Dracula

by: Bram Stoker

Van Helsing

No trifling with me! I never jest! There is grim purpose in all I do; and I warn you that you do not thwart me. Take care, for the sake of others if not for your own.

When Van Helsing brings garlic to put in Lucy’s room and around her neck, she feels confused and accuses him of joking with her. He becomes angry at her accusation, and he sternly explains his seriousness, speaking in a manner out of character for how warmly he treats Lucy and Mina at other times. However, he alone knows the grave danger facing Lucy at this point, and he takes the situation very seriously.

The poise of the head strikes one at once as indicative of thought and power; the head is noble, well-sized, broad, and large behind the ears. The face, clean-shaven, shows a hard, square chin, a large, resolute, mobile mouth, a good-sized nose, rather straight, but with quick, sensitive nostrils, that seem to broaden as the big, bushy brows come down and the mouth tightens.

Mina describes Van Helsing after meeting him for the first time. Even before speaking to him, she senses his strength and intelligence just from his appearance, and she notes all of the physical qualities that she believes a brave, trustworthy man should have. She immediately feels safe in his presence, the aspect of security Lucy validated earlier as the point of male companionship.

I have learned not to think little of any one’s belief, no matter how strange it be. I have tried to keep an open mind; and it is not the ordinary things of life that could close it, but the strange things, the extraordinary things, the things that make one doubt if they be mad or sane.

Van Helsing replies to Mina’s warning as she gives him a copy of Jonathan’s journal from his time with Count Dracula. She cautions him that he may find the events described unbelievable or think Jonathan has gone insane. His response to her here shows his openness not only to new technologies but also to what seems like the impossible. His acceptance of dimensions outside the normal allows them to eventually vanquish Count Dracula.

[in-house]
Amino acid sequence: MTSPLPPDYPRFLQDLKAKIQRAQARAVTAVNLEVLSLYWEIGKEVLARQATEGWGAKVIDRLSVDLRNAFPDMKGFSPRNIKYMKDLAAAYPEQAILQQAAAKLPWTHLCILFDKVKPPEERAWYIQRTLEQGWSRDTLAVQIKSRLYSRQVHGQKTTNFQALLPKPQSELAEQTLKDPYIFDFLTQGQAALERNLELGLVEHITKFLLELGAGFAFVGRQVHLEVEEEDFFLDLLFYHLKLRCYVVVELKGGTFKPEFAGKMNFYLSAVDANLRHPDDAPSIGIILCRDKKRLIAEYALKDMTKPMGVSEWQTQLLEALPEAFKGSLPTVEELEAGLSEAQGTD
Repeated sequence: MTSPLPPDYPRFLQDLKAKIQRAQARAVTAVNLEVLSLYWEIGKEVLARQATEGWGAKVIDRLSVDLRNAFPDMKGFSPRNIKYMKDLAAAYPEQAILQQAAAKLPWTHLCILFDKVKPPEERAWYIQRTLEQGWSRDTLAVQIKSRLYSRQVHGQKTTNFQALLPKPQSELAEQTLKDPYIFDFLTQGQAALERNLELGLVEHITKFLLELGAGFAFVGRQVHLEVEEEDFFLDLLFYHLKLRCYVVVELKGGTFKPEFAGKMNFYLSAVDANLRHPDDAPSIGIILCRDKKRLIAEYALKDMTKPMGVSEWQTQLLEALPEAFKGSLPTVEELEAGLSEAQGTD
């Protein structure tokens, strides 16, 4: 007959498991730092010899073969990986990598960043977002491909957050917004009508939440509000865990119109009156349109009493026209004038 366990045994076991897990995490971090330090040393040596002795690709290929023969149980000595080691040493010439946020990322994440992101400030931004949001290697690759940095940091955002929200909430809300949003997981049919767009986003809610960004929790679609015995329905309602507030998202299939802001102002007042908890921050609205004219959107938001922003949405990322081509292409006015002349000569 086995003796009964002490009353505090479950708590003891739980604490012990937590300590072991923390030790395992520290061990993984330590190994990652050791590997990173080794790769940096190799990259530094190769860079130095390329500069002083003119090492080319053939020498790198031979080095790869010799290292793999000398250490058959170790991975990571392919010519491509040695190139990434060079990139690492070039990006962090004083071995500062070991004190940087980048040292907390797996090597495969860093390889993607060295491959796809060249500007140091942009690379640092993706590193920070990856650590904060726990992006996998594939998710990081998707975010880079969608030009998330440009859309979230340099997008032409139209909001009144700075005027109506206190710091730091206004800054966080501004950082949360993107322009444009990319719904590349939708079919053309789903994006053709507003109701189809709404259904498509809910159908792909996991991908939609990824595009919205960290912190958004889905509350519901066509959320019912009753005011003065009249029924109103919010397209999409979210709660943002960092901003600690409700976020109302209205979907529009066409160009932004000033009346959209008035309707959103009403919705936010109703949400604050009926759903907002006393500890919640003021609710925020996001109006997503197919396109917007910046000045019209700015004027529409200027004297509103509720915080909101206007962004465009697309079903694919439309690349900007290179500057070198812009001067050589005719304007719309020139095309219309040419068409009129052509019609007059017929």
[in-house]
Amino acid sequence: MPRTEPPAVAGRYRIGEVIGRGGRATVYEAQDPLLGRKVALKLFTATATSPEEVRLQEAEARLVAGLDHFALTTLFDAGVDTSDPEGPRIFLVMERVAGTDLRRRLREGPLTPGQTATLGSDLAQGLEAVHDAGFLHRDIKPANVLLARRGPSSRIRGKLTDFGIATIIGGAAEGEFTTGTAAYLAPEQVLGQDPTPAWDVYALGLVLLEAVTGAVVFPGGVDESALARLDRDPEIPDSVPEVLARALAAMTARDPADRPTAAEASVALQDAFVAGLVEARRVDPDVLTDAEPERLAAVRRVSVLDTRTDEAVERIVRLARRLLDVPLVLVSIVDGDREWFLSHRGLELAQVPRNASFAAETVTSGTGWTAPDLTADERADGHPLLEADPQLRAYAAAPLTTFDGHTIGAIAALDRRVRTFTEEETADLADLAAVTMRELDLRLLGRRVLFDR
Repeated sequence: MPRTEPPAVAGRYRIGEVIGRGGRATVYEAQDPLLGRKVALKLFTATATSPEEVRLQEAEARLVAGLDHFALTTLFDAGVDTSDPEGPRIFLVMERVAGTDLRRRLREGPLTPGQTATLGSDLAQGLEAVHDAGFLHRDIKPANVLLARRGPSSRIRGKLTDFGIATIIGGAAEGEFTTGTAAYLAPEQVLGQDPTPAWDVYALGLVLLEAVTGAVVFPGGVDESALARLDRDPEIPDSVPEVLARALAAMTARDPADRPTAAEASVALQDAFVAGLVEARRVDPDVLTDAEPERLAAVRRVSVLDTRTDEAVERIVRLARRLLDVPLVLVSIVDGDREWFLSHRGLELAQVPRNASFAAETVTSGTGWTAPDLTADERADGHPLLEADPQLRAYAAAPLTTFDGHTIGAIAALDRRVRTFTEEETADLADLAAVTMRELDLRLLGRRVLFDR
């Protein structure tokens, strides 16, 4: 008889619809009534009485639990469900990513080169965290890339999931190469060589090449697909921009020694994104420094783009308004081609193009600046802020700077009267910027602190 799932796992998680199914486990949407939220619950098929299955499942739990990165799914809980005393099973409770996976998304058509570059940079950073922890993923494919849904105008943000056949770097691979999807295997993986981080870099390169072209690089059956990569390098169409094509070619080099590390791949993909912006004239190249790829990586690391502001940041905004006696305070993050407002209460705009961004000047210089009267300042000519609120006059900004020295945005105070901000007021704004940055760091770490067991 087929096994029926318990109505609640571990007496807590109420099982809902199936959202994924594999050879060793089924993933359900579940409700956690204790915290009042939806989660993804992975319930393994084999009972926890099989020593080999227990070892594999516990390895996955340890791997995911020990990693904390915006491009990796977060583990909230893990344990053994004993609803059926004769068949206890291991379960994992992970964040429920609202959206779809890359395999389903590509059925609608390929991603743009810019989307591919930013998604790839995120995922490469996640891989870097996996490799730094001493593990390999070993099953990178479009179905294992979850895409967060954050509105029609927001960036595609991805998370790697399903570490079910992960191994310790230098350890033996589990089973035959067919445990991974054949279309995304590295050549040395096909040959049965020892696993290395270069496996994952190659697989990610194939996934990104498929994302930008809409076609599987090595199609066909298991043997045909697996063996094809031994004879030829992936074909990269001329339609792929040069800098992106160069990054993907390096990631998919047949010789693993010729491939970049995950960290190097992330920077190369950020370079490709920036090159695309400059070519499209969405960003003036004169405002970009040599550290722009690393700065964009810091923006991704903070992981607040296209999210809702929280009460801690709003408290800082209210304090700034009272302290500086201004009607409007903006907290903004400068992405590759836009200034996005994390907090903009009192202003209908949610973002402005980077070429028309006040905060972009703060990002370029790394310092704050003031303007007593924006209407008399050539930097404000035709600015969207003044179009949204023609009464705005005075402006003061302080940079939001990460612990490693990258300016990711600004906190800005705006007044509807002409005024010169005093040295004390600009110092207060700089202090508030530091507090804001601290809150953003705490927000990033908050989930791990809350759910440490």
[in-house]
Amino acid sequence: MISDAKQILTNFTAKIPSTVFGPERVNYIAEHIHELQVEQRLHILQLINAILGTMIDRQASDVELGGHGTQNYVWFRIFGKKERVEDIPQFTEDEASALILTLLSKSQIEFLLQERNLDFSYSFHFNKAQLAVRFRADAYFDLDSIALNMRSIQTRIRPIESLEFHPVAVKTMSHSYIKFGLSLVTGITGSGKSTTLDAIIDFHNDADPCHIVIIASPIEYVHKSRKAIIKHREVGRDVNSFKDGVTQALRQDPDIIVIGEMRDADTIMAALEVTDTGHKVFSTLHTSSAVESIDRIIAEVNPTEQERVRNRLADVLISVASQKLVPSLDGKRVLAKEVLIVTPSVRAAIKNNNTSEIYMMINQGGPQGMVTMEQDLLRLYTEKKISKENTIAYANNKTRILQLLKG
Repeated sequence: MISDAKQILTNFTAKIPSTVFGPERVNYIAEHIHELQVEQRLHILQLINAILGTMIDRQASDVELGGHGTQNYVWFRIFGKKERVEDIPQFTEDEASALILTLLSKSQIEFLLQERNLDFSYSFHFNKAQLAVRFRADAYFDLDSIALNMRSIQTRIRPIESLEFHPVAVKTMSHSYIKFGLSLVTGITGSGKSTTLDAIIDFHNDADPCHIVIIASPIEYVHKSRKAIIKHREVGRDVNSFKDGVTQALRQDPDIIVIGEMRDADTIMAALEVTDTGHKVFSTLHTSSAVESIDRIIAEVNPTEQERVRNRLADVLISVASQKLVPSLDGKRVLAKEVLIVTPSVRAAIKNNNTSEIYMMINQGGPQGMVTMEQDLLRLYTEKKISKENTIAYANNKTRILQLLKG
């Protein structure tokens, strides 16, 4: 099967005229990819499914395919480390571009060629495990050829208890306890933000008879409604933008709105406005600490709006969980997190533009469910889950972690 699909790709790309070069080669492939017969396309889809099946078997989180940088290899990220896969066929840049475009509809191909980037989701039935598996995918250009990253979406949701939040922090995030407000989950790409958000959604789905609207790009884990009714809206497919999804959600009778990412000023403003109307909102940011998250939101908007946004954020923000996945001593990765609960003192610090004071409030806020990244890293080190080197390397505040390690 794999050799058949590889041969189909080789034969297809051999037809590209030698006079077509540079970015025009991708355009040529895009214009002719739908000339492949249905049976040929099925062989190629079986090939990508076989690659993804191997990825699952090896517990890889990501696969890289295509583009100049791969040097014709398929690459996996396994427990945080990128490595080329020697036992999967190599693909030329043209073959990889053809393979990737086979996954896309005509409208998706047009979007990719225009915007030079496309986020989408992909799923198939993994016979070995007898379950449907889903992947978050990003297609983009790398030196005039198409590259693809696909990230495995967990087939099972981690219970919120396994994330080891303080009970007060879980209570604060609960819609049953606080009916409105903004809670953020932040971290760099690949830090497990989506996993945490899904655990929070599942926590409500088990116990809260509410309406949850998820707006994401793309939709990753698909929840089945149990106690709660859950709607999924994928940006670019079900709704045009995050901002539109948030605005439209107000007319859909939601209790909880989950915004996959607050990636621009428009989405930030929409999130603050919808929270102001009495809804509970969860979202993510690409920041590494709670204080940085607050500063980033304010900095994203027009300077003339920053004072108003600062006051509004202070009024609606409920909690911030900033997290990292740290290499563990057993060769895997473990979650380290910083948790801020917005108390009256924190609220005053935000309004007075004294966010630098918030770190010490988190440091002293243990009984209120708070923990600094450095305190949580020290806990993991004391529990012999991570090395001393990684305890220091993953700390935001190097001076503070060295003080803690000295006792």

My Lord Godalming, I, too, have a duty to do, a duty to others, a duty to you, a duty to the dead; and, by God, I shall do it!

After Van Helsing asks Lord Godalming if he can cut off the head of Lucy’s corpse, Lord Godalming becomes angry, saying he has a duty to the memory of his dead wife. Here, Van Helsing explains that his duty serves more than just a memory in saving other people who may be Lucy’s next victims. While Van Helsing takes no pleasure in mutilating Lucy’s corpse, he puts this responsibility above all others.

But we are face to face with duty; and in such case must we shrink? For me, I say, no; but then I am old, and life, with his sunshine, his fair places, his song of birds, his music, and his love, lie far behind. You others are young. Some have seen sorrow; but there are fair days yet in store. What say you?

Van Helsing asks the others if they will join him in his mission to destroy Count Dracula. He again appeals to their sense of duty to serve the greater good but acknowledges that he has less to lose than the rest of them. He shows his willingness to sacrifice himself for others as well as his sympathy for those who may not have the courage to do the same.